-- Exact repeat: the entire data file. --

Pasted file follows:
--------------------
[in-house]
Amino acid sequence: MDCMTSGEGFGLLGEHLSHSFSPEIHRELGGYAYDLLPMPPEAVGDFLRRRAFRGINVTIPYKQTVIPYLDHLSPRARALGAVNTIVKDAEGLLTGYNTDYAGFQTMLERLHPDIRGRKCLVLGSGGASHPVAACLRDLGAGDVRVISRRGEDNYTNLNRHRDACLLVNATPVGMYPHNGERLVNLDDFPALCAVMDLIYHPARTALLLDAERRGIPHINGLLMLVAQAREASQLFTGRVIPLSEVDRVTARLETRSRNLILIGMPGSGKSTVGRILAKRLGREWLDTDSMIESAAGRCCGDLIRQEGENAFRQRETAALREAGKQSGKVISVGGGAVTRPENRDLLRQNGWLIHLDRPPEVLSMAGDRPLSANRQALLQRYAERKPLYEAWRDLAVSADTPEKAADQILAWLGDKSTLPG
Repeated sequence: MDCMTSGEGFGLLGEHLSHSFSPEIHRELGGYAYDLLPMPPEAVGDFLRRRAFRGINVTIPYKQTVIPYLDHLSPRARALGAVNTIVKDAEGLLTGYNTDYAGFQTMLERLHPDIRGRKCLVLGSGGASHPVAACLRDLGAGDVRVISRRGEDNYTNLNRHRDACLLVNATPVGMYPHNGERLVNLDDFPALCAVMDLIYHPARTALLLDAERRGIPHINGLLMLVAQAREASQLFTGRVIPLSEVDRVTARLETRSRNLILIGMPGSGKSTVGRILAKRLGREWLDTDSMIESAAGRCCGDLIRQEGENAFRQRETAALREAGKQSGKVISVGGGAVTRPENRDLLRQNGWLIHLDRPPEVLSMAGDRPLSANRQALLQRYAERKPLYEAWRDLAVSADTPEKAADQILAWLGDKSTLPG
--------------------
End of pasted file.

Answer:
[in-house]
Amino acid sequence: MDCMTSGEGFGLLGEHLSHSFSPEIHRELGGYAYDLLPMPPEAVGDFLRRRAFRGINVTIPYKQTVIPYLDHLSPRARALGAVNTIVKDAEGLLTGYNTDYAGFQTMLERLHPDIRGRKCLVLGSGGASHPVAACLRDLGAGDVRVISRRGEDNYTNLNRHRDACLLVNATPVGMYPHNGERLVNLDDFPALCAVMDLIYHPARTALLLDAERRGIPHINGLLMLVAQAREASQLFTGRVIPLSEVDRVTARLETRSRNLILIGMPGSGKSTVGRILAKRLGREWLDTDSMIESAAGRCCGDLIRQEGENAFRQRETAALREAGKQSGKVISVGGGAVTRPENRDLLRQNGWLIHLDRPPEVLSMAGDRPLSANRQALLQRYAERKPLYEAWRDLAVSADTPEKAADQILAWLGDKSTLPG
Repeated sequence: MDCMTSGEGFGLLGEHLSHSFSPEIHRELGGYAYDLLPMPPEAVGDFLRRRAFRGINVTIPYKQTVIPYLDHLSPRARALGAVNTIVKDAEGLLTGYNTDYAGFQTMLERLHPDIRGRKCLVLGSGGASHPVAACLRDLGAGDVRVISRRGEDNYTNLNRHRDACLLVNATPVGMYPHNGERLVNLDDFPALCAVMDLIYHPARTALLLDAERRGIPHINGLLMLVAQAREASQLFTGRVIPLSEVDRVTARLETRSRNLILIGMPGSGKSTVGRILAKRLGREWLDTDSMIESAAGRCCGDLIRQEGENAFRQRETAALREAGKQSGKVISVGGGAVTRPENRDLLRQNGWLIHLDRPPEVLSMAGDRPLSANRQALLQRYAERKPLYEAWRDLAVSADTPEKAADQILAWLGDKSTLPG